3. Therefore, the decree of the appellate Court is clearly unsustainable in law. On the other hand, Sri Gopal Rao, learned counsel for the respondent, contended that the report of the Commissioner, Ex. A. 2 and the oral evidence of the parties, clearly establish that the chimney is 3-' in width and it extends to the top of the first floor. It is also stated that the chimney-holes are projecting towards the plaintiff's side. It is also admitted that the smoke and other fumes are emitting through the holes of the chimney into the plaintiff's side. On these admitted facts, the lower appellate Court has come to the conclusion that the emanation of smoke and fumes would cause discomfort in the enjoyment of the property and that therefore the principle cujust est solum ejus est usque ad coelum meaning thereby that the owner of the soil is the owner also of the whole column of space above the surface, shall be applicable to the air space within the height of the buildings and capable of effective possession. Relying upon this, Sri Gopal Rao, contends that the view of the appellate Court is perfectly legal and it does not warrant interference.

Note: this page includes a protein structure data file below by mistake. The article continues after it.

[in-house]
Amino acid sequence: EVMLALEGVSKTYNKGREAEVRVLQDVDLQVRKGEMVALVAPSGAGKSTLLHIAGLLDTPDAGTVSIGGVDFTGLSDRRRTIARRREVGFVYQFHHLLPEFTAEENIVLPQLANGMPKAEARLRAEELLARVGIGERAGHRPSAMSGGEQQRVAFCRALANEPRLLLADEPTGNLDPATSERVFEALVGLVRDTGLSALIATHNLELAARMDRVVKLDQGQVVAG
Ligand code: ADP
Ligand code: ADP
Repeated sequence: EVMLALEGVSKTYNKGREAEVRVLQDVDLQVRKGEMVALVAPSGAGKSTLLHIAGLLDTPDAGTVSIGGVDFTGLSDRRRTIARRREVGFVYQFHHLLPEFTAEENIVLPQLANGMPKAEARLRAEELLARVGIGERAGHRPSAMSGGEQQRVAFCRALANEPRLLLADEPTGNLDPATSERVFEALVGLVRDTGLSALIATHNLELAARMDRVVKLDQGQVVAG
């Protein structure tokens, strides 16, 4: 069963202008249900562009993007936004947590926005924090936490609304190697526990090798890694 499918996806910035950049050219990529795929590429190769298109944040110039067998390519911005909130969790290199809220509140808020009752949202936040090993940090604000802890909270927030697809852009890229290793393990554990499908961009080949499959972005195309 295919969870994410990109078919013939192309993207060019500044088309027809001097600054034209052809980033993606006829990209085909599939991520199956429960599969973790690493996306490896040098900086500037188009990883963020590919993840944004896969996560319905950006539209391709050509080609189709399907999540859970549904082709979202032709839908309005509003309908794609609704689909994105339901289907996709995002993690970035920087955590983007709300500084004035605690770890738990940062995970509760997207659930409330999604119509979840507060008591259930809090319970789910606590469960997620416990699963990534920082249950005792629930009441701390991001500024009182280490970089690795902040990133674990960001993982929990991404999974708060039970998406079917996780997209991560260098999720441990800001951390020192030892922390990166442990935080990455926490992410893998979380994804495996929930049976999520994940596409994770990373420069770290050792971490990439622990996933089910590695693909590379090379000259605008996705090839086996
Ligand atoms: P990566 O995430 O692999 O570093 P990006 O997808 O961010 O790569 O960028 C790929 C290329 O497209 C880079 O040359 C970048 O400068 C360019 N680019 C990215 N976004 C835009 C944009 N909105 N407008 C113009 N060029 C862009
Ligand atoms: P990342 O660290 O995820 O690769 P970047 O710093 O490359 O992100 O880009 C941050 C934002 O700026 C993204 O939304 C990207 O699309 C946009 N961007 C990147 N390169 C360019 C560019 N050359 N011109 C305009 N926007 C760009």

4. Upon the restrictive contentions, the question that arises for consideration is whether the mandatory injunction granted by the appellate Court is vitiated by an error of law. As stated earlier, the admitted facts are that the appellant and the respondent are neighbours. The appellant constructed the chimney and according to him, the height of the chimney is 35' and the width of it is 30' and holes to the chimney are projecting towards the plaintiff's side on east-west.